Government formation has long been a slow and arduous process that takes many months to reach a final agreement as there can be disagreement over specific names on a list for a proposed government or a party may not be satisfied with the number of ministries that it is receiving, leading them to outright oppose the proposal.
This was evident when former Prime Minister Saad Hariri attempted to form a government after Hassan Diab resigned in the wake of the August 4 Beirut Port explosion.
For months, Hariri and Aoun went back and forth over the makeup of the new government, with both sides claiming that the other was responsible for the deadlock.
After Aoun once again rejected a list proposed by Hariri, the former PM said that he was no longer going to try to form a government, resigning as the PM-designate.
This ultimately led to Najib Mikati being tapped to form a government. Mikati is widely believed to have been chosen to form the post-election cabinet too and he has been working hard to create an image of a centrist politician, although his history in politics places him in the pro-Hezbollah camp.
Samir Geagea’s Lebanese Forces did well in the elections, and are likely to seek more positions in the government. This could lead to conflict between the LF and Hezbollah, after last year’s clashes in Tayounneh.
On top of all this, the newly elected opposition MPs, while not necessarily entitled to a significant role in the government, will push for independent technocrats to be selected for ministerial positions. That is also a request most international institutions have made repeatedly in order to come up with a credible recovery plan.
When Mikati was first selected to form a government in 2021, he was looking to create stability in Lebanon until the elections. But the elections are done and the new cabinet has to get to serious work in order to convince the IMF, the World Bank, and other international donors that the country has a plan to recovery.
Berri eternal: I will not delve too deep into the Parliament’s election of a speaker tomorrow. The current speaker, Nabih Berri, is likely going to be reelected to the position that he has held for 30 years and we spoke about it in last week’s briefing.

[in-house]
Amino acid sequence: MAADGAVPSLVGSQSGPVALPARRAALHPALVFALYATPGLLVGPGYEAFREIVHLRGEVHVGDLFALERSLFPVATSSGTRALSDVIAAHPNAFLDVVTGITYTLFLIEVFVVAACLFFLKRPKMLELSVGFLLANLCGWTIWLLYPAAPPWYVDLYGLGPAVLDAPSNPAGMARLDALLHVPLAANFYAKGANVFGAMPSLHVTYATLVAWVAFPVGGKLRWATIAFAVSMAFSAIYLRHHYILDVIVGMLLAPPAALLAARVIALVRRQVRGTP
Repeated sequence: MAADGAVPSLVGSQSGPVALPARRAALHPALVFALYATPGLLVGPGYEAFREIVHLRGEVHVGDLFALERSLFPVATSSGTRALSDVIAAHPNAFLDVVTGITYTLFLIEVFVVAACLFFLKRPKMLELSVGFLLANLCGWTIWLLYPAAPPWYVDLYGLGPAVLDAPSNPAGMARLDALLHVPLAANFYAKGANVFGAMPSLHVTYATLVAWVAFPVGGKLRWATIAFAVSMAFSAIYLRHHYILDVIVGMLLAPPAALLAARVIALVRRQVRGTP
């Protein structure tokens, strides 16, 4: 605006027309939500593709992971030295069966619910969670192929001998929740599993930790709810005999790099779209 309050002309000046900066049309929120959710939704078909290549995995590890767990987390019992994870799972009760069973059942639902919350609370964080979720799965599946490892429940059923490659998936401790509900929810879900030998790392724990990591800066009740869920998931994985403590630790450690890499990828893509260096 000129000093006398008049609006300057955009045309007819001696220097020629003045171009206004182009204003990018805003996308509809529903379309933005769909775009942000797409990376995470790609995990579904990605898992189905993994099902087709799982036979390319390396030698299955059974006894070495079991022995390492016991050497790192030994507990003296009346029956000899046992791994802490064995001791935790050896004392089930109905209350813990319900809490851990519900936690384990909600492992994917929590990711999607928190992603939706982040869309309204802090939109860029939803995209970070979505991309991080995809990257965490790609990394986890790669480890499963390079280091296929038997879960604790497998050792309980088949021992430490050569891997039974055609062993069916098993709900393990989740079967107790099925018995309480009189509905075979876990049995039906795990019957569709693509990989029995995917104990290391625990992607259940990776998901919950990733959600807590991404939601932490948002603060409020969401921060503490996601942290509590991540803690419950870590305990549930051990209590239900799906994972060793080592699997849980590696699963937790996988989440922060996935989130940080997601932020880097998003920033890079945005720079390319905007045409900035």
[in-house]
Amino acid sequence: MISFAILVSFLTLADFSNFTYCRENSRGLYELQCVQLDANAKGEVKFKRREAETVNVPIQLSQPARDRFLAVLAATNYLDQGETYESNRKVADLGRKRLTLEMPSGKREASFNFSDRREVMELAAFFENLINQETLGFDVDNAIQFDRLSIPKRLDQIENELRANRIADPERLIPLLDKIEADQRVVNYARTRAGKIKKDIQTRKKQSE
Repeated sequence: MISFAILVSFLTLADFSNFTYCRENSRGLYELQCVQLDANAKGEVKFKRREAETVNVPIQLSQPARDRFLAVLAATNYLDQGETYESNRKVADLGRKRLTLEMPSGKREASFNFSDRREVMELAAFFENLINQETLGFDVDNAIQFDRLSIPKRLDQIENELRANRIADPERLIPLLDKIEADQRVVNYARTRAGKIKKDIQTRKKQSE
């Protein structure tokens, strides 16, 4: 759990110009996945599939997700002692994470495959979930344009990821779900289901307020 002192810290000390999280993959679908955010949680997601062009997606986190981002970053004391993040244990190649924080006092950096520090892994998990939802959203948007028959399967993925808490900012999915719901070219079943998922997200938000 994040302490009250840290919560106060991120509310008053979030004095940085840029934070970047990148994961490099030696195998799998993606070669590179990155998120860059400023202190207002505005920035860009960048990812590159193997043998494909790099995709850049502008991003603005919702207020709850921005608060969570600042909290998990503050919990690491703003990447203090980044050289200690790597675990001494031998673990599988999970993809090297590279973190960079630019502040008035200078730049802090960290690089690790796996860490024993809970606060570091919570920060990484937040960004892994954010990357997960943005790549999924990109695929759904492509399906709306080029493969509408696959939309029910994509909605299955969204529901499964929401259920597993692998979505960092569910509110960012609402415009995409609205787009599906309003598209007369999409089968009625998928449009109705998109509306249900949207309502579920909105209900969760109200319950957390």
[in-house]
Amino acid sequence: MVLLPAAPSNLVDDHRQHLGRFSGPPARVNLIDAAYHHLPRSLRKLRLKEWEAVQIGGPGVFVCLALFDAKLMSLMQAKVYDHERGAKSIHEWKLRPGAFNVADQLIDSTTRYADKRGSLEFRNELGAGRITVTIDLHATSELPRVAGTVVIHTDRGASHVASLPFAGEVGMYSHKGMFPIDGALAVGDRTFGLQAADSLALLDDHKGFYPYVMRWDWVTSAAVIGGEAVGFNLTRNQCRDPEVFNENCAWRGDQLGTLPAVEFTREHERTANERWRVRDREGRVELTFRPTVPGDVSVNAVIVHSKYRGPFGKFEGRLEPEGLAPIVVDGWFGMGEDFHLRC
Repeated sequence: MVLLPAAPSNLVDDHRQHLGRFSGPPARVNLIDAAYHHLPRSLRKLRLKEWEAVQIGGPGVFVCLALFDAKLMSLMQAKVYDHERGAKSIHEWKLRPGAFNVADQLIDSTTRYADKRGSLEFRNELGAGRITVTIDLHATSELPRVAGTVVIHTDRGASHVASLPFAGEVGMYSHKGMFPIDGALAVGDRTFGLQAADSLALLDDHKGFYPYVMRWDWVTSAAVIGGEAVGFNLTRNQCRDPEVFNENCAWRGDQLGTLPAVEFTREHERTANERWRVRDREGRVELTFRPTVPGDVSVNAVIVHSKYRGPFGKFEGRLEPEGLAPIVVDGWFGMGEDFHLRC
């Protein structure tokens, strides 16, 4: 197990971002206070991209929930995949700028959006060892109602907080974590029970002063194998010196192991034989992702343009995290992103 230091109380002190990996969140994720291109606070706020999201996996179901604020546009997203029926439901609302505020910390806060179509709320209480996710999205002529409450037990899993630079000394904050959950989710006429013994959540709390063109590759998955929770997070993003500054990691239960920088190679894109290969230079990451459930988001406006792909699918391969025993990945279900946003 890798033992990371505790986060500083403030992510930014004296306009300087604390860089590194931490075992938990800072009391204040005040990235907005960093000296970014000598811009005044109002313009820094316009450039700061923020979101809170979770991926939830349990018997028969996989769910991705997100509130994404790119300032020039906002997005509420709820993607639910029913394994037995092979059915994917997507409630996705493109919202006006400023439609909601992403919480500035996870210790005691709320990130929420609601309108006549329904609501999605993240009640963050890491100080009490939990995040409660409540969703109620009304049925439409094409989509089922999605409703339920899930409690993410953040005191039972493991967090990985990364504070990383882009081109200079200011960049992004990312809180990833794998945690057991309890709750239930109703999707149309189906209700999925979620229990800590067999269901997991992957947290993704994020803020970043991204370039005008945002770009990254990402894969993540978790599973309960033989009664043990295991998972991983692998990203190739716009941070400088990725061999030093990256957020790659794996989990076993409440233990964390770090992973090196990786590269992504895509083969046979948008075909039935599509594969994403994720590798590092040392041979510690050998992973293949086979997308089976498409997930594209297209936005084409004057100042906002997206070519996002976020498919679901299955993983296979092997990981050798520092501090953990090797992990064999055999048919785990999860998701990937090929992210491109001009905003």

Despite parties like the Lebanese Forces claiming that they will not vote for Berri as the speaker, Al-Akhbar reported that Berri has secured more than the 65 votes needed to be elected.
This should come as little surprise as, according to the Taif Agreement which ended the 15-year civil war in Lebanon, the Speaker of Parliament needs to be a Shiite and, since Berri’s Amal Movement and Hezbollah hold all of the Shiite seats in Parliament, there is not really any other option to choose from.
What will be interesting with the vote tomorrow is who votes against Berri’s appointment, as it could be an indication of where coalitions might be headed.
It will also be the first major vote by the opposition candidates who ran against Lebanon’s political establishment.
If they vote against Berri, they will be keeping with the anti-establishment party promises that they made during the election. But if any of them vote in favor of Berri, then it could be a sign that not all of these new MPs who were elected on the idea of change are completely with the movement.
In other news: Drugs, hostage negotiations and Carlos Ghosn.
New Captagon seizure: Lebanon’s caretaker interior minister, Bassam Mawlawi, announced on Sunday that an attempt to smuggle Captagon from Lebanon to the Gulf was thwarted by security forces at the Rafik Hariri National Airport.
A Saudi national was caught with 18.3 kilograms of Captagon in an attempt to bring the drug to Kuwait.
The arrested individual is said to reside in Kuwait and hold Kuwaiti security papers.
Lebanon has been attempting to crack down on drug smuggling since April 2021 when Saudi Arabia banned the importing of Lebanese produce after two million Captagon pills were discovered inside pomegranates that had been shipped from Lebanon.
Despite the crackdown and despite the seizure of large quantities of pills, Lebanon has done little to arrest perpetrators and did not crack down on supply chains. For obvious political reasons.
Free Austin Tice: Major General Abbas Ibrahim, the general director of Lebanon’s general security, has restarted mediations between the US and Syria in an effort to secure the release of journalist Austin Tice who disappeared in Syria a decade ago as well as five others believed to be held in the Syrian regime’s custody.
Ibrahim met with officials in Washington last week to discuss the negotiations.
The Lebanese intelligence chief has previously helped the US in negotiating the release of US citizens in Syrian custody.
In 2019, Ibrahim helped secure the release of Samual Goodwin who had been held in Syria for two months.
However, Syria is unlikely to allow for the release of any prisoners without the promise of something good in return, especially as the regime is under heavy economic sanctions imposed by the US since the start of the civil war 11 years ago.
The Trump administration had attempted to secure Tice’s release near the end of its term in office but failed to do so.